We’re able to take the long view. We expect it might take at least five to 20 years for some of these innovations to have a significant impact on health.
Some of the work we’ve supported is already having an impact. For example:
- A simple-to-use device that generates a high-quality image of the retina. This is helping to diagnose thousands of patients at risk of developing eye disease.
- An affordable, portable machine that solves issues caused by testing blood in hot, humid, dusty conditions. It enables rapid diagnosis of HIV in newborns in Africa.
- Online cognitive therapy for anxiety and post-traumatic stress disorder. This gives large numbers of people with mental health problems access to psychological treatment.
- Faster genetic tests to support pioneering work in the UK Mainstreaming Cancer Genetics programme. This programme aims to make genetic testing a routine part of cancer diagnostics.
Clinical research directly involves people as subjects or participants in trials, or the use of human cells and tissue.
We’ve helped to change the way that clinical research is done in the UK by making it easier.
Working with the NHS and government, we’ve established clinical research facilities around the country. These provide the infrastructure for researchers and other staff from universities and the NHS to collaborate on research that informs and improves patient care.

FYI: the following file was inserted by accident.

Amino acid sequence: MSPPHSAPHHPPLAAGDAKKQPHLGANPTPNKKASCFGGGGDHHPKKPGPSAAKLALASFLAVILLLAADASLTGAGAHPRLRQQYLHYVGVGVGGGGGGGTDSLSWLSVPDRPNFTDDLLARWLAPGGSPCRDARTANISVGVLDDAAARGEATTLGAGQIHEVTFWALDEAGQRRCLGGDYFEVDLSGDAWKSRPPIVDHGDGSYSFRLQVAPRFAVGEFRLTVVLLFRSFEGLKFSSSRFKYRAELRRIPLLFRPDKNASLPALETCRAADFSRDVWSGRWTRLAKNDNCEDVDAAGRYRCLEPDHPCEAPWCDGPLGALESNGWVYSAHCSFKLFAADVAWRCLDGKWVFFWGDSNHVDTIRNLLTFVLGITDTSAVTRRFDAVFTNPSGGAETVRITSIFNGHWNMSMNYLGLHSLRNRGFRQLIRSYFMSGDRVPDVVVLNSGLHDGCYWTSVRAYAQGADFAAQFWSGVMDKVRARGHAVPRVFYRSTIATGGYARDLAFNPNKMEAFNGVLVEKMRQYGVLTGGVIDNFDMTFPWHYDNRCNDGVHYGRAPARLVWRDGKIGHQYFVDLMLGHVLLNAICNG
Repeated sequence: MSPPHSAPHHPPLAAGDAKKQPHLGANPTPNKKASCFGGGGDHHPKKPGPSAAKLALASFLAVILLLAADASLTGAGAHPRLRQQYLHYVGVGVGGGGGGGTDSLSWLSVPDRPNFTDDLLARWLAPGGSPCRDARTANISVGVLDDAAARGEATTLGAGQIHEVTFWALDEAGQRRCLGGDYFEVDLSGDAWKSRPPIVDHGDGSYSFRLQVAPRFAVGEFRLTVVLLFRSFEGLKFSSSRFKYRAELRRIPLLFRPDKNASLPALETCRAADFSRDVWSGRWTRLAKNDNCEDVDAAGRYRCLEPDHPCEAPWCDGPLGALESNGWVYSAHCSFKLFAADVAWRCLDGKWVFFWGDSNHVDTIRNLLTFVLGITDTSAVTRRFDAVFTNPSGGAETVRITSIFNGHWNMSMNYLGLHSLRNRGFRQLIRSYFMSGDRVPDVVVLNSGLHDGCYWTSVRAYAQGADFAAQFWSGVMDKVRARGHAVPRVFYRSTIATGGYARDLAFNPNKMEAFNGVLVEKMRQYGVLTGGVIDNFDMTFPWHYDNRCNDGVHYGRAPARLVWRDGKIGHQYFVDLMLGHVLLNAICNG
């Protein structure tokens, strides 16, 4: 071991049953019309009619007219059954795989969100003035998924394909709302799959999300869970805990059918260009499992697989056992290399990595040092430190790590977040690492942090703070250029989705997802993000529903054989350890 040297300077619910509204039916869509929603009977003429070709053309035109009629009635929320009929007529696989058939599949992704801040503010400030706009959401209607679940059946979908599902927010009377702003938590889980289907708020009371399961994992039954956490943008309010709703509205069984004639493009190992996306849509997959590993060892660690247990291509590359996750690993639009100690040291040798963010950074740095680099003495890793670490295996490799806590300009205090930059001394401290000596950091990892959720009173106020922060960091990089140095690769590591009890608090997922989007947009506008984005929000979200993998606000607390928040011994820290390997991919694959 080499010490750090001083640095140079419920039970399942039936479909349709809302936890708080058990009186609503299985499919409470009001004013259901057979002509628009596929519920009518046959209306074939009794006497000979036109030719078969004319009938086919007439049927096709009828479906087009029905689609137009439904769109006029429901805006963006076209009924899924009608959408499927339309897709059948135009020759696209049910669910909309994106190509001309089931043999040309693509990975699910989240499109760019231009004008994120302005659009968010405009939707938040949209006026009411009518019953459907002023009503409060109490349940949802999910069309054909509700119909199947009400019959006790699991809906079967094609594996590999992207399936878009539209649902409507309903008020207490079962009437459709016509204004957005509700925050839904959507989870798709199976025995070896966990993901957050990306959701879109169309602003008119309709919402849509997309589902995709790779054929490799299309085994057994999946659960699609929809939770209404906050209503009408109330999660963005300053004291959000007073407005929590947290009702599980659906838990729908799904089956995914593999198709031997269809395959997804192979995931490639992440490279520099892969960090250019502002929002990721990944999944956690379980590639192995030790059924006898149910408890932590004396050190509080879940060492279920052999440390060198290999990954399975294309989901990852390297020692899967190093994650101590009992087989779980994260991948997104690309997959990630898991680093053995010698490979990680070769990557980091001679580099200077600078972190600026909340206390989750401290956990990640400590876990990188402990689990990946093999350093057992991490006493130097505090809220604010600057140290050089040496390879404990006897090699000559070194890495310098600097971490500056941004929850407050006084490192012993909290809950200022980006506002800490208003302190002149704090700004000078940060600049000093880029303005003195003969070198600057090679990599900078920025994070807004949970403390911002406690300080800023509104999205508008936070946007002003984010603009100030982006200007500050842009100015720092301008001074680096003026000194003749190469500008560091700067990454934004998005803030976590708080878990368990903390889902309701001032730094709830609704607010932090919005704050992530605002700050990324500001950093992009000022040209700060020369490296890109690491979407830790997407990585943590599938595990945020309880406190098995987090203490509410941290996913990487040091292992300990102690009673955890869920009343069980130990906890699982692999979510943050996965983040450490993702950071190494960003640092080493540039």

We’ve also supported researchers with great ideas. For example:
- Sadaf Farooqi’s research into the genetics, physiology and neuroscience of severely obese patients. This is leading to improved diagnostics for children with obesity, as well as a treatment for some genetic conditions.
- Adrian Thrasher and Bobby Gaspar at the UCL Institute of Child Health developed gene therapies for children with such severely compromised immune systems that they're always in danger of infection. The success of these treatments has meant many children can take part in everyday activities for the first time.
- Scott O’Neill and his team at the Eliminate Dengue programme have run randomised clinical trials in South East Asia and Latin America. This work, co-funded by the Bill and Melinda Gates Foundation, shows promising early signs of reducing dengue fever.
Public health interventions
So much of good health isn’t down to a medication or treatment. It’s about knowing how best to stay healthy.
These are just a few of the innovations we’ve funded in this area:
- Work to eradicate malaria has led to a range of initiatives, from insecticide-treated bednets that stop mosquito transmission, to a simple programme to promote good hand-washing.
- Liz Corbett’s work on screening for TB in HIV+ people in Malawi led to WHO recommendations for TB screening, a policy that could save half a million lives.
- Sharon Peacock and her team are using genome sequencing technologies to develop public health surveillance mechanisms that can quickly and effectively track disease trends and identify new threats.
- Mary Dixon-Woods’ work on the ethics of healthcare organisation and delivery was widely cited in the UK government’s response to the public inquiry into failings at the Mid Staffordshire NHS Foundation Trust. Mary was also a member of the US National Patient Safety Foundation group on patient safety.
How we support research careers
We work in many ways to support careers in research. For example, we promote good research practice, work towards a more diverse research culture and provide flexible career opportunities.
Find out more about how we support research careers.